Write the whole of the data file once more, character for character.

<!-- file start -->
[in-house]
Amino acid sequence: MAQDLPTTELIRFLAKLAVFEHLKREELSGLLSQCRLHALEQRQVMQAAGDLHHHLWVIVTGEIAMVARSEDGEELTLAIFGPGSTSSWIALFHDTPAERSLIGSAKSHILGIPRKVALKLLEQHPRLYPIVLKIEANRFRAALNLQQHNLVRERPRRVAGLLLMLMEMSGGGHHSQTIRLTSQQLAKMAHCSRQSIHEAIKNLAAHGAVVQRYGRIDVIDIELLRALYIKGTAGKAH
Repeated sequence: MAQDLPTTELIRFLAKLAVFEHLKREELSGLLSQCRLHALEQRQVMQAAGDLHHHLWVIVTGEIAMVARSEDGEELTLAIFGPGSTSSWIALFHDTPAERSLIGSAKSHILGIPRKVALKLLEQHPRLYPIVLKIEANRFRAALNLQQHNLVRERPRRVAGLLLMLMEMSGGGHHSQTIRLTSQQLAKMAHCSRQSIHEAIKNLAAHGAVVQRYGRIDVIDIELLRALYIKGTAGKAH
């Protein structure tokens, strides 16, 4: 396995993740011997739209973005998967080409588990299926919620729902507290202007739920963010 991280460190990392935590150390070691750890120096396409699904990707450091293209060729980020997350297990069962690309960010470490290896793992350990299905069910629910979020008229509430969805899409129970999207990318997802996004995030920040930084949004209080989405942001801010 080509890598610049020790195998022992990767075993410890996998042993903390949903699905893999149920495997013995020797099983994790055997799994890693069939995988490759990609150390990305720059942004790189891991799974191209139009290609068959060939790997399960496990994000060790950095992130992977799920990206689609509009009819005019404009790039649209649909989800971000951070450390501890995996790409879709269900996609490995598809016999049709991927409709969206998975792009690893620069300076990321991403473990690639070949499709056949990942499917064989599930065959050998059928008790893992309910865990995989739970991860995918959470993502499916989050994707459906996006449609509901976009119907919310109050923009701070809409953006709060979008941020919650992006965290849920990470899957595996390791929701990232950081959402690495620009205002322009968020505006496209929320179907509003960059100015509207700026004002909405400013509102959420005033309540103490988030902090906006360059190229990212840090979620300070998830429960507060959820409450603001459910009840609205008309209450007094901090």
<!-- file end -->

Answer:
[in-house]
Amino acid sequence: MAQDLPTTELIRFLAKLAVFEHLKREELSGLLSQCRLHALEQRQVMQAAGDLHHHLWVIVTGEIAMVARSEDGEELTLAIFGPGSTSSWIALFHDTPAERSLIGSAKSHILGIPRKVALKLLEQHPRLYPIVLKIEANRFRAALNLQQHNLVRERPRRVAGLLLMLMEMSGGGHHSQTIRLTSQQLAKMAHCSRQSIHEAIKNLAAHGAVVQRYGRIDVIDIELLRALYIKGTAGKAH
Repeated sequence: MAQDLPTTELIRFLAKLAVFEHLKREELSGLLSQCRLHALEQRQVMQAAGDLHHHLWVIVTGEIAMVARSEDGEELTLAIFGPGSTSSWIALFHDTPAERSLIGSAKSHILGIPRKVALKLLEQHPRLYPIVLKIEANRFRAALNLQQHNLVRERPRRVAGLLLMLMEMSGGGHHSQTIRLTSQQLAKMAHCSRQSIHEAIKNLAAHGAVVQRYGRIDVIDIELLRALYIKGTAGKAH
């Protein structure tokens, strides 16, 4: 396995993740011997739209973005998967080409588990299926919620729902507290202007739920963010 991280460190990392935590150390070691750890120096396409699904990707450091293209060729980020997350297990069962690309960010470490290896793992350990299905069910629910979020008229509430969805899409129970999207990318997802996004995030920040930084949004209080989405942001801010 080509890598610049020790195998022992990767075993410890996998042993903390949903699905893999149920495997013995020797099983994790055997799994890693069939995988490759990609150390990305720059942004790189891991799974191209139009290609068959060939790997399960496990994000060790950095992130992977799920990206689609509009009819005019404009790039649209649909989800971000951070450390501890995996790409879709269900996609490995598809016999049709991927409709969206998975792009690893620069300076990321991403473990690639070949499709056949990942499917064989599930065959050998059928008790893992309910865990995989739970991860995918959470993502499916989050994707459906996006449609509901976009119907919310109050923009701070809409953006709060979008941020919650992006965290849920990470899957595996390791929701990232950081959402690495620009205002322009968020505006496209929320179907509003960059100015509207700026004002909405400013509102959420005033309540103490988030902090906006360059190229990212840090979620300070998830429960507060959820409450603001459910009840609205008309209450007094901090």